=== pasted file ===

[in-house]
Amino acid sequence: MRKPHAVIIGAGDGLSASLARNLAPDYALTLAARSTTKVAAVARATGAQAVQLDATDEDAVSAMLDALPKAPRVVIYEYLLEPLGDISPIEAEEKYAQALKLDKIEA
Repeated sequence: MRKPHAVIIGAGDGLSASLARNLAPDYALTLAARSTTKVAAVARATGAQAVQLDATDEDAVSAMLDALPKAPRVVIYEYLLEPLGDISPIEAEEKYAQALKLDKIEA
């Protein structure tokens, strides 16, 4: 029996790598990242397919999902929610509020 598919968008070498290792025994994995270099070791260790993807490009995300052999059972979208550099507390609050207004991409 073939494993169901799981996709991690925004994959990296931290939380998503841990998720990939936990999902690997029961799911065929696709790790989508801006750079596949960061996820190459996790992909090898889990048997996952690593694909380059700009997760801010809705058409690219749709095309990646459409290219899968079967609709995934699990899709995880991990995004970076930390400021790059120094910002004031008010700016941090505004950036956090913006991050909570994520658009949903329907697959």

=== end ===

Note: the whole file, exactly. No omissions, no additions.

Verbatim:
[in-house]
Amino acid sequence: MRKPHAVIIGAGDGLSASLARNLAPDYALTLAARSTTKVAAVARATGAQAVQLDATDEDAVSAMLDALPKAPRVVIYEYLLEPLGDISPIEAEEKYAQALKLDKIEA
Repeated sequence: MRKPHAVIIGAGDGLSASLARNLAPDYALTLAARSTTKVAAVARATGAQAVQLDATDEDAVSAMLDALPKAPRVVIYEYLLEPLGDISPIEAEEKYAQALKLDKIEA
């Protein structure tokens, strides 16, 4: 029996790598990242397919999902929610509020 598919968008070498290792025994994995270099070791260790993807490009995300052999059972979208550099507390609050207004991409 073939494993169901799981996709991690925004994959990296931290939380998503841990998720990939936990999902690997029961799911065929696709790790989508801006750079596949960061996820190459996790992909090898889990048997996952690593694909380059700009997760801010809705058409690219749709095309990646459409290219899968079967609709995934699990899709995880991990995004970076930390400021790059120094910002004031008010700016941090505004950036956090913006991050909570994520658009949903329907697959």